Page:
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Centre for Orthopaedics
Suite 10-33/34/35 Mount Elizabeth Novena Specialist Centre
38 Irrawaddy Road
Singapore, 329563, Singapore
Ph: (65) 6684 5828
Fax: (65) 6684 5829

Child Orthopedics
Pain Management
Spine - Cervical
Spine - General
Spine - Lumbar
Spine - Thoracic

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My wife hurt her arm in a car accident and ended up with CRPS and dystonia. At first I thought the twisting of her wrist and hand was just some kind of emotional problem. But I notice it doesn't go away when she's sleeping. What does cause this to happen?

No one is really sure yet what the relationship is between complex regional pain syndrome (CRPS) and dystonia (a movement disorder). Both seem to occur after a traumatic injury. They don't always develop at the same time but dystonia does seem to come after CRPS. Sometimes people with CRPS never have any of the many movement disorders possible.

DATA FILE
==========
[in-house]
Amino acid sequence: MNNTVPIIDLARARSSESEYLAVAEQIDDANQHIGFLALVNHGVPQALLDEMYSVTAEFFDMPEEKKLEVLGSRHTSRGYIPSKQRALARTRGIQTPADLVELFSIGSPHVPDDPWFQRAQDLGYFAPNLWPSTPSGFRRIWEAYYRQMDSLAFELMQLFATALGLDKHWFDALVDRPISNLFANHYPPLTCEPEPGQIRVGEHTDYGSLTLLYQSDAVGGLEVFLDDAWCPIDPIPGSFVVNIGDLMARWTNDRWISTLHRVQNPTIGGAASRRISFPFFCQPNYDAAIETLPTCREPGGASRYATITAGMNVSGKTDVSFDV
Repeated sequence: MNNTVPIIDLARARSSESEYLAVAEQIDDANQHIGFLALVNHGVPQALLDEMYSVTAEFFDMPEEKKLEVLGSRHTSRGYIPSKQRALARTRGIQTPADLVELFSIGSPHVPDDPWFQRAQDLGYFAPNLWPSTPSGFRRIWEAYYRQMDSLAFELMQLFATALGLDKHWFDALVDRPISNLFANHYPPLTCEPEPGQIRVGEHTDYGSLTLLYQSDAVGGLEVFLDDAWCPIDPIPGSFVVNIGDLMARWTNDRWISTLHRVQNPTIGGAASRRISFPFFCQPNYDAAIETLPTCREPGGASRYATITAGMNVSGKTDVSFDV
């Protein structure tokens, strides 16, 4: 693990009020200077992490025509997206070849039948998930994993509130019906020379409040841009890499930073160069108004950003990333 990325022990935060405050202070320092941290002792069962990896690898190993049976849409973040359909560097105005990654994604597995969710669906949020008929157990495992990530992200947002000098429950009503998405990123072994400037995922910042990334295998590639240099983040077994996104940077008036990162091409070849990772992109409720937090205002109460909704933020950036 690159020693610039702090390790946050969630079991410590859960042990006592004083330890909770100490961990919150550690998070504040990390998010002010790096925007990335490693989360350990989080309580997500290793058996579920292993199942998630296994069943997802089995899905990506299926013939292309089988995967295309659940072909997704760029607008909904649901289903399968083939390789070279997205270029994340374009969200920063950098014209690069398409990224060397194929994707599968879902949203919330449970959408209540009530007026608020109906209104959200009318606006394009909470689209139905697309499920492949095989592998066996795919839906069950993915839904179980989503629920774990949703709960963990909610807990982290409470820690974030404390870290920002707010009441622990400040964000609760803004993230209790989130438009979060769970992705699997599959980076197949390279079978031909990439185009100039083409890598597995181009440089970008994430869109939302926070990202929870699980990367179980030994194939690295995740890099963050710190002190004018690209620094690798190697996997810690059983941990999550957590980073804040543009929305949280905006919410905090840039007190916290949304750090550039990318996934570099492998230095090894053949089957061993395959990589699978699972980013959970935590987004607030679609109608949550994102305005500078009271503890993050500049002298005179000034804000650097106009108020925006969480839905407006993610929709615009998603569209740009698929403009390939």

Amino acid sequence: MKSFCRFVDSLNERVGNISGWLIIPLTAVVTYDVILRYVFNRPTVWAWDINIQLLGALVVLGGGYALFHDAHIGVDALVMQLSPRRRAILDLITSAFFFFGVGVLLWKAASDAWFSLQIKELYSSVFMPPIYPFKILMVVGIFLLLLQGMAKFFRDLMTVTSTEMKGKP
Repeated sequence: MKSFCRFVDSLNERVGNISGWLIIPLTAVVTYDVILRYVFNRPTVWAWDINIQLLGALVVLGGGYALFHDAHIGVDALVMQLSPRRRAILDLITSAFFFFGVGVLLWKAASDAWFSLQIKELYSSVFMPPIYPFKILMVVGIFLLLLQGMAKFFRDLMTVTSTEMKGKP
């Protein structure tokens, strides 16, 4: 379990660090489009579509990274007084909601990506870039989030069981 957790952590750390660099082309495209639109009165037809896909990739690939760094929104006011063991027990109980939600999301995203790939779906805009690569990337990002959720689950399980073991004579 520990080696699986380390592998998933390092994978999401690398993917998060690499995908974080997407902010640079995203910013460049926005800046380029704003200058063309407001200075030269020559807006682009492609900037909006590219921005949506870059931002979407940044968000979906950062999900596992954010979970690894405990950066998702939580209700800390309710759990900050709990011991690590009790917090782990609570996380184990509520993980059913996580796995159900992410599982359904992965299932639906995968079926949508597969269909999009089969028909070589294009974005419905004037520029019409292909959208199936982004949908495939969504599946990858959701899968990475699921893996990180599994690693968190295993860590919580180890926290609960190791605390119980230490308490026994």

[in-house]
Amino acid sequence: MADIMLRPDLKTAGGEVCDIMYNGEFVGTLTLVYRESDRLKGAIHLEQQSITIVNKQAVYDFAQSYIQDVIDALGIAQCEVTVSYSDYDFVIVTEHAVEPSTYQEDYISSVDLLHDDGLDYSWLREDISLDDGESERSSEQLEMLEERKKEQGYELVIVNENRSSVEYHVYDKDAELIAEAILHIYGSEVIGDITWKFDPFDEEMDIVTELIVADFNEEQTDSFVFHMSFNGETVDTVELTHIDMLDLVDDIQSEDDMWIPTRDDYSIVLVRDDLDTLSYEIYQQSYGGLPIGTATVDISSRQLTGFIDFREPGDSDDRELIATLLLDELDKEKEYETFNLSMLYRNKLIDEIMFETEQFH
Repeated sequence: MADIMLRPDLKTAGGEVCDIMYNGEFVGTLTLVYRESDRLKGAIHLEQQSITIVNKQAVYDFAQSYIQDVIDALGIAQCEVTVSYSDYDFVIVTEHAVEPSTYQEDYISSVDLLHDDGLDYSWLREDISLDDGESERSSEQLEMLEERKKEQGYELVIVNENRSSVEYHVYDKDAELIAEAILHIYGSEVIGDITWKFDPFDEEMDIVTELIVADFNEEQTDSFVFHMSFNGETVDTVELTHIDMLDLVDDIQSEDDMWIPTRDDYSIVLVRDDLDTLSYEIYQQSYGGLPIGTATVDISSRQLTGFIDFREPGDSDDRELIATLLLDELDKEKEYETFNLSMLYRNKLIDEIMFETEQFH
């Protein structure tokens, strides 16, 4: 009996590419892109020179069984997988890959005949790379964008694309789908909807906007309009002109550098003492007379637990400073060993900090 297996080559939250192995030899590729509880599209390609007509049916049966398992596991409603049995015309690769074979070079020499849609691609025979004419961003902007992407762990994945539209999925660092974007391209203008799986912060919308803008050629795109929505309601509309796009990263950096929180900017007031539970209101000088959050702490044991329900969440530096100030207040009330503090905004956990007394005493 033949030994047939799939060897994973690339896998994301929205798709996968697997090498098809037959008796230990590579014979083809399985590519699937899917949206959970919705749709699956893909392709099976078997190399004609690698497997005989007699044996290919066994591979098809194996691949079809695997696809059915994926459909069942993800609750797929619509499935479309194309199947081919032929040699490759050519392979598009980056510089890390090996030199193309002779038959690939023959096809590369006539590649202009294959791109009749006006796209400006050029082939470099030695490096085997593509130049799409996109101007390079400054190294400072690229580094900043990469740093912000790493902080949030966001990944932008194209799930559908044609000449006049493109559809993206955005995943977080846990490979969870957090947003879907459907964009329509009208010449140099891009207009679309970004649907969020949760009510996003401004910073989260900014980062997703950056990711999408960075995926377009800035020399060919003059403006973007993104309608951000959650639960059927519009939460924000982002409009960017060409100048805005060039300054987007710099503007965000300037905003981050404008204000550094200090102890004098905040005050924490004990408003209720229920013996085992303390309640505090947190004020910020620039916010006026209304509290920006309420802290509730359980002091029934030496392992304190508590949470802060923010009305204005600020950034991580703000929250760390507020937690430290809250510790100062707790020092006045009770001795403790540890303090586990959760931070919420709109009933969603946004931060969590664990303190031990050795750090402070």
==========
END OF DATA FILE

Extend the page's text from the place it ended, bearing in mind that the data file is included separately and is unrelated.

Other reports of the abnormal postures persisting during sleep have been published. EMG (electromyographic) studies have been done. The affected muscles were tested during the various phases of sleep. Despite the fact that the hand position stayed the same, the EMG activity was not continuous as might be expected.

Researchers aren't quite sure what to make of all that. They suspect the circuits of the nervous system are not balanced. Perhaps some pathways got turned on and stuck in the on position. If trauma is what ignites these two conditions, how is the fuse lit in the first place? That's the question facing many scientists as they search for answers to this perplexing problem.

Most agree that it is not a psychiatric or emotional problem. The nervous system is the problem area but the exact mechanism is still unknown.


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